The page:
• Get an insurance quote. You’ll want to know whether you can get rebuilt title car insurance and whether the premium fits into your budget.

  • Understand the resale value. If you think you’ll sell the car in the future, you’ll need to consider the lower resale value. You’ll also likely have fewer offers because some people aren’t comfortable driving a car with a rebuilt title.

Car insurance for cars with a rebuilt title

Insurance companies may issue a liability policy for a rebuilt title car but might not offer collision and comprehensive coverage. That’s because it can be difficult to establish the value of a rebuilt car. Additionally, the premium on a rebuilt title car may be 20% more expensive because of safety concerns.

“Insurers may find that, in the restoration process, issues weren’t addressed or certain procedures weren’t done, which can lead to dangerous situations on the road,” Worters says.

For example, if the car was misaligned, it can damage the suspension components — potentially resulting in expensive car repairs. Plus, driving the car at high speeds with a wheel misalignment can make it difficult to steer and increase the risk of an accident.

“If you can provide documentation from a reputable mechanic stating that the vehicle is in good working condition, that can help with rates or even getting full insurance coverage,” Worters says.

If you’re planning to get a rebuilt title for your car or you’re thinking about buying one, it’s important to get a quote for the insurance policy beforehand. Using a comparison platform can help you save time and compare offers.

Compare Car Insurance Rates

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Rebuilt title FAQs

Here are answers to some commonly asked questions about rebuilt car titles.

  • What are the disadvantages of buying a car with a rebuilt title?

    If a car has a rebuilt title, that means it was once damaged to the point it was inoperable. Even if the car passes an inspection, problems could potentially reemerge later. Cars with rebuilt titles are also more difficult and expensive to insure. And if you want to sell the car later on, it may go for less than a similar car with a clean title.

  • Why are rebuilt cars so cheap?

    A rebuilt title car is typically priced lower than a similar car with a clean title because it has major damage in its history report.

  • Are rebuilt cars safe?

    Whether a rebuilt car is safe depends on the extent of damage and how it was repaired. Some cars with rebuilt titles only sustained moderate damage and may be restored to like-new condition. If you’re thinking about buying a rebuilt car, you can ask for its VIN and run a vehicle history report. Also ask the seller to explain how the car was damaged, how it was repaired, and whether a certified and licensed mechanic completed the repairs. Ask for documentation — like the inspection report, receipts, invoices, or service records — to back up everything the seller explains.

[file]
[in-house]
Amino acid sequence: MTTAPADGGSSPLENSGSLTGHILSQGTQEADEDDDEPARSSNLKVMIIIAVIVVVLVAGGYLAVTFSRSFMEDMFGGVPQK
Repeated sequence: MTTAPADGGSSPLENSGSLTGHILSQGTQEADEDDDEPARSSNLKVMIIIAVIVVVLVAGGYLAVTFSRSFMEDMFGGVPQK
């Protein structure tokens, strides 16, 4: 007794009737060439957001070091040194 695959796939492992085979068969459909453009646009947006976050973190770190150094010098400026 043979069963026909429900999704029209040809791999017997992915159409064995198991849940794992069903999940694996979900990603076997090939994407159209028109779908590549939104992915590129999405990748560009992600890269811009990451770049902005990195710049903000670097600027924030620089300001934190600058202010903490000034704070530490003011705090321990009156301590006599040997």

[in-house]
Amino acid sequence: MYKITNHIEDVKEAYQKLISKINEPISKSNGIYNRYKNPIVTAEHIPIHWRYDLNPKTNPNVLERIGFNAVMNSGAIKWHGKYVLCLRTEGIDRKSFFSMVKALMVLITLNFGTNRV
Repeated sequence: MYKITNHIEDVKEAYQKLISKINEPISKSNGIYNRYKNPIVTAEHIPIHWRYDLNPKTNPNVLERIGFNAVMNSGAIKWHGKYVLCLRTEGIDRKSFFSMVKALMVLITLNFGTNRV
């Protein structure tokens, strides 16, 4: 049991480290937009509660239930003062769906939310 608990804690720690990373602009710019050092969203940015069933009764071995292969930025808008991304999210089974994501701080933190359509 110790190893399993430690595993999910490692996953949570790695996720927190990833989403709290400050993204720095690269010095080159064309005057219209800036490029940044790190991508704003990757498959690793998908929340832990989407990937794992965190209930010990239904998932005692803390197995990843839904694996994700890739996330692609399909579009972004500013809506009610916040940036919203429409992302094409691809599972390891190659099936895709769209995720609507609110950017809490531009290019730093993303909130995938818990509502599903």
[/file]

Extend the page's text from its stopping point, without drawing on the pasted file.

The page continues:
Some states don’t require safety inspections for rebuilt cars, so you’ll want to check this out yourself. Ask the seller if you can get the vehicle checked by a trustworthy mechanic you know.

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  1. Colorado Department of Revenue Motor Vehicles Division. "Salvage Vehicles." Accessed January 23, 2023
  2. Illinois Secretary of State. "Illinois' Title System." Accessed January 23, 2023
  3. Massachusetts Registry of Motor Vehicles. "EVA Rules for Title Processing." Accessed January 25, 2023
  4. Nevada Department of Motor Vehicles. "Salvage Vehicles." Accessed January 23, 2023
  5. California Department of Motor Vehicles. "Application for Salvage Certificate." Accessed January 23, 2023
  6. Massachusetts Registry of Motor Vehicles. "Title types and definitions." Accessed January 23, 2023
  7. Massachusetts Registry of Motor Vehicles. "Salvage inspections." Accessed January 23, 2023
Kim Porter
Kim Porter

Kim Porter is a writer and editor who's been creating personal finance content since 2010. Before transitioning to full-time freelance writing in 2018, Kim was the chief copy editor at Bankrate, a managing editor at Macmillan, and co-author of the personal finance book "Future Millionaires' Guidebook." Her work has appeared in AARP's print magazine and on sites such as U.S. News & World Report, Fortune, NextAdvisor, Credit Karma, and more. Kim loves to bake and exercise in her free time, and she plans to run a half marathon on each continent.